Anti-Intellectualism in American Life

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If being an author didn't hurt Kennedy's election, it might well have hurt Al Gore's status. The common man, Joe and Jane Six-Pack, distrusts the bookish man, relegates him to a corner well away from the spotlight. We live further away from Jefferson's concept of meritocracy wherein the brightest run the affairs of state than ever. Hofstadter concludes his chapter, "The Rise of the Expert," offering one explanation: "One of the difficulties in the relation of intellect to power is that certain primary functions of intellect are widely felt to be threatened almost as much by being associated with power as by being relegated to a position of impotence" That "widely felt" is the giveaway, particularly at polling booths.

According to this conviction, positions of power presumably corrupt the intellectual more than others--you know, those regular guys at the bar. It is hard to imagine a more cock-eyed conviction, absurd if not so tragic. On the contrary, the opposite argument, that intellectuals would seem more equipped than most to safely wield power, could be made. Yet that "widely felt" might explain why I've never felt myself a leader in my town of seventeen years because I work at "the college" and am an English professor at that, while my neighbor across the street, who never attended college, is a County Commissioner and wields considerable political influence and newspaper coverage.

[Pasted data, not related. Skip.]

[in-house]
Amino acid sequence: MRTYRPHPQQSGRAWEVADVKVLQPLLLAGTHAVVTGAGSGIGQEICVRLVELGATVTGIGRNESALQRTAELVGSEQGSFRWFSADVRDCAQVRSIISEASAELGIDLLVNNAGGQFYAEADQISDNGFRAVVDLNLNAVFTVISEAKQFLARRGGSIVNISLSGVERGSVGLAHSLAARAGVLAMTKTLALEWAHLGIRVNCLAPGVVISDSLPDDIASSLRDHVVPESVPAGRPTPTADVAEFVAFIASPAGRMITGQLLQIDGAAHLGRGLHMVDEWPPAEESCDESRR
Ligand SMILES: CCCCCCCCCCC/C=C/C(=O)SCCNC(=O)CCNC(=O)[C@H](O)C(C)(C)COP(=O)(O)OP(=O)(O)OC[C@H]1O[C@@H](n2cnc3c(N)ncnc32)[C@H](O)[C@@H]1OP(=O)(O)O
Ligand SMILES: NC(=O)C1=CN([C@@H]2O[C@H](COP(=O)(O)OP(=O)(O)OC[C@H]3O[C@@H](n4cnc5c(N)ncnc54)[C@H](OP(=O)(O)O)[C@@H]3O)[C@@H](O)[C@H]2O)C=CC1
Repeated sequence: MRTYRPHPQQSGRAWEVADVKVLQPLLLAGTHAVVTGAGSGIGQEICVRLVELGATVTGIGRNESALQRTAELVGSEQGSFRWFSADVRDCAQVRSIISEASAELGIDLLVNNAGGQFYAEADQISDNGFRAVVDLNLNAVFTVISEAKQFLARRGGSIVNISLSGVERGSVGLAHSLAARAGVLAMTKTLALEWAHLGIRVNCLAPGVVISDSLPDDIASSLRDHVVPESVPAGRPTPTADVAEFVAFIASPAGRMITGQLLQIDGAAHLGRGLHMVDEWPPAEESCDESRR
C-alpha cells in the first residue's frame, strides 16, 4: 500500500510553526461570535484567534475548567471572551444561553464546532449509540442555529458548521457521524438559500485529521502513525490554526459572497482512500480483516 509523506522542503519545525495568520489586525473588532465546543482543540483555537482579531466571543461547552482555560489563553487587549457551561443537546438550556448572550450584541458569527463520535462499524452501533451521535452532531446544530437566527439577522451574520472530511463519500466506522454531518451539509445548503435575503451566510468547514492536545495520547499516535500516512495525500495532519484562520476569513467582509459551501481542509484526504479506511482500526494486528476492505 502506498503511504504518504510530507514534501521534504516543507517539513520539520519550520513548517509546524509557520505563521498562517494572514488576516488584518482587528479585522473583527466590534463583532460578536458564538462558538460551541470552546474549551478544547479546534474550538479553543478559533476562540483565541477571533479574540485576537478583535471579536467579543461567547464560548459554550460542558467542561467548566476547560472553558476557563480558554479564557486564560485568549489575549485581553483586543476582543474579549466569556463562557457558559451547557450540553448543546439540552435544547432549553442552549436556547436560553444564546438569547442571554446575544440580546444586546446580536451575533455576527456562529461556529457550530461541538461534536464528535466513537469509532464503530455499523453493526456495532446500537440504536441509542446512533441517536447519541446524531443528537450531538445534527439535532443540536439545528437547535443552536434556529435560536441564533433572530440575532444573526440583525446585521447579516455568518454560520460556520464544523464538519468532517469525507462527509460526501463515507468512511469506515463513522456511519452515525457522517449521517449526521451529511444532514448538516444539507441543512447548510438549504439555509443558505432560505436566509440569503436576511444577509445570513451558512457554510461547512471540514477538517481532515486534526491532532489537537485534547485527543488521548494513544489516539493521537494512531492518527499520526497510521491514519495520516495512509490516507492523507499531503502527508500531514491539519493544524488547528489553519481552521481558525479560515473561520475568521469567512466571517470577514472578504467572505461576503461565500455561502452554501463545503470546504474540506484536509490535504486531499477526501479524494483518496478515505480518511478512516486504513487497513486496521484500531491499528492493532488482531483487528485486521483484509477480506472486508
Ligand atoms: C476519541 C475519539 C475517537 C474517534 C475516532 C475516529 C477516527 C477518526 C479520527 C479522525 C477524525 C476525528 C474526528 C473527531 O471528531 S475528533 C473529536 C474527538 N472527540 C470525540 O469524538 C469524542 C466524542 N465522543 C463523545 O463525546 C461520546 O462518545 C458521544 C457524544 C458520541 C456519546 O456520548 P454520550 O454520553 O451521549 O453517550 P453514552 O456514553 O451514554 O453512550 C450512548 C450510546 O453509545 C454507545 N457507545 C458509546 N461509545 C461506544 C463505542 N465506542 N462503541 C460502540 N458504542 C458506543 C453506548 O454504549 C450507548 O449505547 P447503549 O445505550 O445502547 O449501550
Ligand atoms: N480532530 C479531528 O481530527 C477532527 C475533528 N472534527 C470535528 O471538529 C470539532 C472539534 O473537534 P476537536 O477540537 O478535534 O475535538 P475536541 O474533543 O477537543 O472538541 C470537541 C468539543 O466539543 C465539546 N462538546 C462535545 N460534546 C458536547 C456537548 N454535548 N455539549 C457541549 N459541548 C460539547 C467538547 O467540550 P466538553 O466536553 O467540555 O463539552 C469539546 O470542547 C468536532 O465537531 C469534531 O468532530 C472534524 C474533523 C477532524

If the myth of the common man's wisdom explains the marginalization of intellectuals in most of our federal history, the "mystique of practicality," which Hofstadter calls "spiritually crippling" , explains the traditional polarity between the realm of business and the realm of the intellect. He states "that business is the most powerful and pervasive interest in American life," and adds, "since the mid-nineteenth century, businessmen have brought to anti-intellectual movements more strength than any other force in society" One recalls the gospel according to Calvin Coolidge: "the business of America is business.

In his explanations, Hofstadter voices the old, familiar claim of American disinterest in our past--our consistently anti-historical, pro-utilitarian disposition--and traces the secularization of the American mind by way of the "curious cult of religious practicality" This cult borrowed images and denominational practices particularly from American Protestantism and applied them to the world of business and the language of self-help.

What had formerly belonged only to the church was removed and exported to the marketplace. Largely a twentieth-century phenomenon, the literature of inspiration, suffused with business terminology, matches the literature of advancement, of getting ahead. The prominence of figures such as Dale Carnegie explains the application of this cult.

What has been the impact of business American style upon higher education?